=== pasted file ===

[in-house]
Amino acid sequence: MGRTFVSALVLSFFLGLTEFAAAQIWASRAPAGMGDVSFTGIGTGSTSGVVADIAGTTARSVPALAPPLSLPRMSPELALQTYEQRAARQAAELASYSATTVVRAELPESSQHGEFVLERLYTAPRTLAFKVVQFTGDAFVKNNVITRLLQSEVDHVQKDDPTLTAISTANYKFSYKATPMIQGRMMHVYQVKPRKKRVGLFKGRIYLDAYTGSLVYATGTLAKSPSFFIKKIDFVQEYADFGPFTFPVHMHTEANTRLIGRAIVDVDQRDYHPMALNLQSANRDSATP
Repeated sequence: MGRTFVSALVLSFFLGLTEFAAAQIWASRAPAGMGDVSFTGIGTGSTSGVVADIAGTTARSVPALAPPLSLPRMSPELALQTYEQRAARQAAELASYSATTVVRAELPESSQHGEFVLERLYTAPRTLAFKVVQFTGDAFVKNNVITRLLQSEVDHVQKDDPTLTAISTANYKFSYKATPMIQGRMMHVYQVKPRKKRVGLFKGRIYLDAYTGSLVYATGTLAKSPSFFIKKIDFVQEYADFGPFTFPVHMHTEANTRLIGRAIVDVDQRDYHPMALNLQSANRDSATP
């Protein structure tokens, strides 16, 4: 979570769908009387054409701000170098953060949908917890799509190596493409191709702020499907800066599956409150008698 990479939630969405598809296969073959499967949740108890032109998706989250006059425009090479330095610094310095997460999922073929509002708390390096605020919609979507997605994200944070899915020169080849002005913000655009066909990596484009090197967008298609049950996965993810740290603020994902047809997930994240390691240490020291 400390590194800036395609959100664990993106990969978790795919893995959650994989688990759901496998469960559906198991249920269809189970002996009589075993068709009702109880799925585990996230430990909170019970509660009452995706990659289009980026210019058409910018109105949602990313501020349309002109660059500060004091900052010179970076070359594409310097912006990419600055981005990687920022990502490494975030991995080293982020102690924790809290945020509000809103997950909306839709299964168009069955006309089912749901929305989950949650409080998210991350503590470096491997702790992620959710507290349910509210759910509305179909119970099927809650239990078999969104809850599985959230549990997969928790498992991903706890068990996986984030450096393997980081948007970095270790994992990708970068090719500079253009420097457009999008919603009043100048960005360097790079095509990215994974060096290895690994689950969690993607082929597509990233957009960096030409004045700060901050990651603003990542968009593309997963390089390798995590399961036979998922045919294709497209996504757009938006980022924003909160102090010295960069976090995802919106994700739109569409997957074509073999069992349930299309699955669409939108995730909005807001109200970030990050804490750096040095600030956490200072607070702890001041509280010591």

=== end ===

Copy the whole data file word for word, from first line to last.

[in-house]
Amino acid sequence: MGRTFVSALVLSFFLGLTEFAAAQIWASRAPAGMGDVSFTGIGTGSTSGVVADIAGTTARSVPALAPPLSLPRMSPELALQTYEQRAARQAAELASYSATTVVRAELPESSQHGEFVLERLYTAPRTLAFKVVQFTGDAFVKNNVITRLLQSEVDHVQKDDPTLTAISTANYKFSYKATPMIQGRMMHVYQVKPRKKRVGLFKGRIYLDAYTGSLVYATGTLAKSPSFFIKKIDFVQEYADFGPFTFPVHMHTEANTRLIGRAIVDVDQRDYHPMALNLQSANRDSATP
Repeated sequence: MGRTFVSALVLSFFLGLTEFAAAQIWASRAPAGMGDVSFTGIGTGSTSGVVADIAGTTARSVPALAPPLSLPRMSPELALQTYEQRAARQAAELASYSATTVVRAELPESSQHGEFVLERLYTAPRTLAFKVVQFTGDAFVKNNVITRLLQSEVDHVQKDDPTLTAISTANYKFSYKATPMIQGRMMHVYQVKPRKKRVGLFKGRIYLDAYTGSLVYATGTLAKSPSFFIKKIDFVQEYADFGPFTFPVHMHTEANTRLIGRAIVDVDQRDYHPMALNLQSANRDSATP
């Protein structure tokens, strides 16, 4: 979570769908009387054409701000170098953060949908917890799509190596493409191709702020499907800066599956409150008698 990479939630969405598809296969073959499967949740108890032109998706989250006059425009090479330095610094310095997460999922073929509002708390390096605020919609979507997605994200944070899915020169080849002005913000655009066909990596484009090197967008298609049950996965993810740290603020994902047809997930994240390691240490020291 400390590194800036395609959100664990993106990969978790795919893995959650994989688990759901496998469960559906198991249920269809189970002996009589075993068709009702109880799925585990996230430990909170019970509660009452995706990659289009980026210019058409910018109105949602990313501020349309002109660059500060004091900052010179970076070359594409310097912006990419600055981005990687920022990502490494975030991995080293982020102690924790809290945020509000809103997950909306839709299964168009069955006309089912749901929305989950949650409080998210991350503590470096491997702790992620959710507290349910509210759910509305179909119970099927809650239990078999969104809850599985959230549990997969928790498992991903706890068990996986984030450096393997980081948007970095270790994992990708970068090719500079253009420097457009999008919603009043100048960005360097790079095509990215994974060096290895690994689950969690993607082929597509990233957009960096030409004045700060901050990651603003990542968009593309997963390089390798995590399961036979998922045919294709497209996504757009938006980022924003909160102090010295960069976090995802919106994700739109569409997957074509073999069992349930299309699955669409939108995730909005807001109200970030990050804490750096040095600030956490200072607070702890001041509280010591």